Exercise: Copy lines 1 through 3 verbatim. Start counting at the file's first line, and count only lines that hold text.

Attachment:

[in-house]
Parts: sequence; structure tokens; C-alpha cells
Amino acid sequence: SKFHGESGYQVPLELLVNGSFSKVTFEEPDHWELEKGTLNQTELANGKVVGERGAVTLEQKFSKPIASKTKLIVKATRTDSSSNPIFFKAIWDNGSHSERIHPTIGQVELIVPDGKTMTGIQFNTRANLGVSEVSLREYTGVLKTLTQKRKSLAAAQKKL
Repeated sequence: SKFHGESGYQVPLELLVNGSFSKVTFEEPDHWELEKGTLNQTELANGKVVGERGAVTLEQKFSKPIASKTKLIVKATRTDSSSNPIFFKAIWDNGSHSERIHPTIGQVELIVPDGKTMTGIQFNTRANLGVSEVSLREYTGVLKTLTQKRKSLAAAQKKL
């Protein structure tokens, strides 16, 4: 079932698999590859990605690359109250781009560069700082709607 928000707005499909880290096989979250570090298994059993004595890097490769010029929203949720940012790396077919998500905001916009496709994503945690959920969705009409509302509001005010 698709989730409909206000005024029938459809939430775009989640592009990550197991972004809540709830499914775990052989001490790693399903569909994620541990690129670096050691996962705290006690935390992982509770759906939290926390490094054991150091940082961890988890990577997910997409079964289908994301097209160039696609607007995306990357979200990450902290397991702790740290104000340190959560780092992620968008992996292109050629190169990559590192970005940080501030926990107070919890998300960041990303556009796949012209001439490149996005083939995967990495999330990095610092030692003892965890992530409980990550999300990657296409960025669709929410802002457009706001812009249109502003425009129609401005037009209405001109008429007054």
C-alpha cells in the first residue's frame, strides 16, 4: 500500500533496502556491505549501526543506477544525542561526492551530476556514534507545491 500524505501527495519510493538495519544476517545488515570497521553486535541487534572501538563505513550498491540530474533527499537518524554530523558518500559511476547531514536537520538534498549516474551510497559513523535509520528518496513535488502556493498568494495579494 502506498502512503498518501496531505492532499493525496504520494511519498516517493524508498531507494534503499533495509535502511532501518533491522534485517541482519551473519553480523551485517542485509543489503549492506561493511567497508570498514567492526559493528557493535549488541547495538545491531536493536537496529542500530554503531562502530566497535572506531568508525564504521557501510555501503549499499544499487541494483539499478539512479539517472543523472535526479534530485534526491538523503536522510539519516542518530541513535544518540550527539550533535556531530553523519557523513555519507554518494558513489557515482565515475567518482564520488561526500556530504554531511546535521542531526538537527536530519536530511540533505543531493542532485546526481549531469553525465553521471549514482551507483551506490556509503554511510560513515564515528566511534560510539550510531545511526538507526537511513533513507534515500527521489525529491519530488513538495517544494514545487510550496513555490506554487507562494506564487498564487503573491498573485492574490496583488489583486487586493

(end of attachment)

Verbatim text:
[in-house]
Parts: sequence; structure tokens; C-alpha cells
Amino acid sequence: SKFHGESGYQVPLELLVNGSFSKVTFEEPDHWELEKGTLNQTELANGKVVGERGAVTLEQKFSKPIASKTKLIVKATRTDSSSNPIFFKAIWDNGSHSERIHPTIGQVELIVPDGKTMTGIQFNTRANLGVSEVSLREYTGVLKTLTQKRKSLAAAQKKL